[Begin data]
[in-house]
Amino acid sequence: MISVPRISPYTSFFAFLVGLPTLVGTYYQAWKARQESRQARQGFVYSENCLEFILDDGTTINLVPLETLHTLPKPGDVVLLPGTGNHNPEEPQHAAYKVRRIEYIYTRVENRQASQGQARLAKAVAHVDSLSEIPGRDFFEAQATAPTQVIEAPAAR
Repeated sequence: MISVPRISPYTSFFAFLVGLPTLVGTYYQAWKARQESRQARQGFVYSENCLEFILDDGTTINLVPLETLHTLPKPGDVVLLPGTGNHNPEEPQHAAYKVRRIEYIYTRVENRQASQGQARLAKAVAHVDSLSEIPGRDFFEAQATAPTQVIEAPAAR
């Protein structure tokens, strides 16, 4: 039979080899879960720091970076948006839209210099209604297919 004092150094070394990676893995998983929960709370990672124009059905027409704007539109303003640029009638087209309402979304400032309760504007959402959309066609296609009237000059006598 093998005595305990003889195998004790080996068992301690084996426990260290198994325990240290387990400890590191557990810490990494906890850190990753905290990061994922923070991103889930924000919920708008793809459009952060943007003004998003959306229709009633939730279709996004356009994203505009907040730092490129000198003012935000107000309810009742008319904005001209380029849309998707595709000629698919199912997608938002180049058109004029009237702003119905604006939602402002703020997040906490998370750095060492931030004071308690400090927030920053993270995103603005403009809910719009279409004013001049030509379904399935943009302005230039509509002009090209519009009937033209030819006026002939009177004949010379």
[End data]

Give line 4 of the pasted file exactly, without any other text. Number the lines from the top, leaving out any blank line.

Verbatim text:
């Protein structure tokens, strides 16, 4: 039979080899879960720091970076948006839209210099209604297919 004092150094070394990676893995998983929960709370990672124009059905027409704007539109303003640029009638087209309402979304400032309760504007959402959309066609296609009237000059006598 093998005595305990003889195998004790080996068992301690084996426990260290198994325990240290387990400890590191557990810490990494906890850190990753905290990061994922923070991103889930924000919920708008793809459009952060943007003004998003959306229709009633939730279709996004356009994203505009907040730092490129000198003012935000107000309810009742008319904005001209380029849309998707595709000629698919199912997608938002180049058109004029009237702003119905604006939602402002703020997040906490998370750095060492931030004071308690400090927030920053993270995103603005403009809910719009279409004013001049030509379904399935943009302005230039509509002009090209519009009937033209030819006026002939009177004949010379």